++ means positive for ZIKV real-time PCR in two primer sets (Primer set 2 and 3).

ZIKV: Considering the WHO guidelines, infection due to ZIKV was based on the positive result for ZIKV real-time PCR in any of the three primer sets and further positive confirmation by ZIKV IgM ELISA. Neutralization titers of serum samples against the ZIKV, DENV, and JEV were also taken into consideration just if no clear-cut results would be obtained.

+++ means positive for ZIKV real-time PCR in three primer sets (Primer set 1, 2, and 3). Primer set-1: 835/911c/860-FAM9; Primer set-2: 1086/1162c/1107-FAM9; and Primer set-3: 9823/9867c/9846-FAM.10

We report the occurrence of a local ZIKV infection among dengue-suspected patients and healthy persons in two distinct sites in Myanmar since at least 2006. The positive rates of confirmed ZIKV cases were 47.2% (17/36) among the ZIKV IgM positives only and 18.3% (9/49) for those positives in both ZIKV and DENV IgMs (Tables 1 and 2). The positive results for the presence of both IgMs could be due to the cross-reaction of the Zika IgM against DENV which belongs to the same virus family as ZIKV.14 This could also be due to the coinfections or sequential infections of the patients by DENV and ZIKV, which are transmitted by the same mosquito species circulating in the same area.15 Coinfection with ZIKV and DENV in the same patient has been reported in New Caledonia.16

We confirmed ZIKV infection by the neutralization assay and real-time PCR that discriminate infection caused by different flaviviruses. Our result suggests that not only Zika IgM ELISA but also virus detection and neutralization test and paired serum samples are required for ZIKV diagnosis in dengue-endemic areas. For the neutralization tests, we used FRNT instead of plaque reduction neutralization test (PRNT) because of its convenience in applying to large number of samples. FRNT50 was acceptable for DENV and JEV neutralization tests in our previous studies,6,17 and we used the same method for DENV, JEV, and ZIKV in this study. ZIKV FRNT90 gave similar results with FRNT50. In our recent study8 and in other published studies,18,19 both PRNT50 and FRNT50 were used for DENV, JEV, and ZIKV neutralization tests.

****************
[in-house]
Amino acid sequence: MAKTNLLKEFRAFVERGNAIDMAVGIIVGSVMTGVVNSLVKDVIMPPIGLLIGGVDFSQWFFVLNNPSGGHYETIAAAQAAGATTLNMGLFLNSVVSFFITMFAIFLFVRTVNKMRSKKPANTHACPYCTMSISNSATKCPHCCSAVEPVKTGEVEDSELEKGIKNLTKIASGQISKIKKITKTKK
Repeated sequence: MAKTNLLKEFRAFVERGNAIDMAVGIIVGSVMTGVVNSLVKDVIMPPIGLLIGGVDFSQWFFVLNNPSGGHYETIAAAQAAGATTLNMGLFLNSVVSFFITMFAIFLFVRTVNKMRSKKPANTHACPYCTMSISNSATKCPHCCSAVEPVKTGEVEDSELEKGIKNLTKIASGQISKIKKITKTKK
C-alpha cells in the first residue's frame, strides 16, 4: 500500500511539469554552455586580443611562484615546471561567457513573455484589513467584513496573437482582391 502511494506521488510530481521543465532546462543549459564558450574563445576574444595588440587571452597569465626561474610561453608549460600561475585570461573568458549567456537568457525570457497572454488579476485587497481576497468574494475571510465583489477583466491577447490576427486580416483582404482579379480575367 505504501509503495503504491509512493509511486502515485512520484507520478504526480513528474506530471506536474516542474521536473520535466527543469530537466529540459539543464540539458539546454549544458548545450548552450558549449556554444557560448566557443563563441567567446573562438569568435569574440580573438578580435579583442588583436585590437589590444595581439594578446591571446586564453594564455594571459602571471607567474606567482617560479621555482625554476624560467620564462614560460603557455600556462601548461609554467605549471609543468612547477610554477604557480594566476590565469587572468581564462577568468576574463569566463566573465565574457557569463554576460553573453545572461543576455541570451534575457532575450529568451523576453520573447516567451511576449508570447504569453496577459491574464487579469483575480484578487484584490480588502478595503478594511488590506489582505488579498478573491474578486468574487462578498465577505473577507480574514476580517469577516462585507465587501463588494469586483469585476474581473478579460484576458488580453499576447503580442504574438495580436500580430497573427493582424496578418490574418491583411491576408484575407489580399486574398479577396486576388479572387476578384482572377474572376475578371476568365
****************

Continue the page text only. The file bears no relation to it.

Conventional PCR done to all serum samples positive by real-time PCR showed negative results which could be due to unfavorable storage of the samples or repeated freezing and thawing of serum samples or their low viremia level. Based on the tested samples for ZIKV IgM, 4.9% (19/381) of dengue-suspected patients and 8.6% (7/81) of asymptomatic persons were confirmed ZIKV cases. The infection could have been mild in asymptomatic person; hence, it was not detected. The result was similar in French Polynesia.20 Interestingly, the percentage of ZIKV positives from asymptomatic group was higher than that of the symptomatic group despite the small sample size of the former. Among the asymptomatic adults, 96.2% of them had anti-flavi IgG and it could be that they were previously infected with flaviviruses. The low percentage of IgM-positive samples from the symptomatic group could be due to their collection during the acute phase (day 1–7 post symptoms, Table 2) and hence still negative for the antibodies. With the previously mentioned findings, clinicians or basic scientists need to consider ZIKV in the differential diagnosis of patients with dengue-like illness in epidemiological surveillance. Seroprevalence studies and control strategies should be considered in Myanmar.

Acknowledgment:

We are grateful for the support of the members of the Department of Virology, Institute of Tropical Medicine, Nagasaki University.

REFERENCES

  • 1.

    Mlakar J 2016. Zika virus associated with microcephaly. N Engl J Med 374: 951958.

  • 2.

    Petersen EE, Staples JE, Meaney-Delman D, Fischer M, Ellington SR, Callaghan WM, Jamieson DJ, 2016. Interim guidelines for pregnant women during a Zika virus outbreak—United States, 2016. MMWR Morb Mortal Wkly Rep 65: 3033.

    • Search Google Scholar
    • Export Citation
  • 3.

    Thu HM, Lowry K, Myint TT, Shwe TN, Han AM, Khin KK, Thant KZ, Thein S, Aaskov J, 2004. Myanmar dengue outbreak associated with displacement of serotypes 2, 3, and 4 by dengue 1. Emerg Infect Dis 10: 593597.

    • Search Google Scholar
    • Export Citation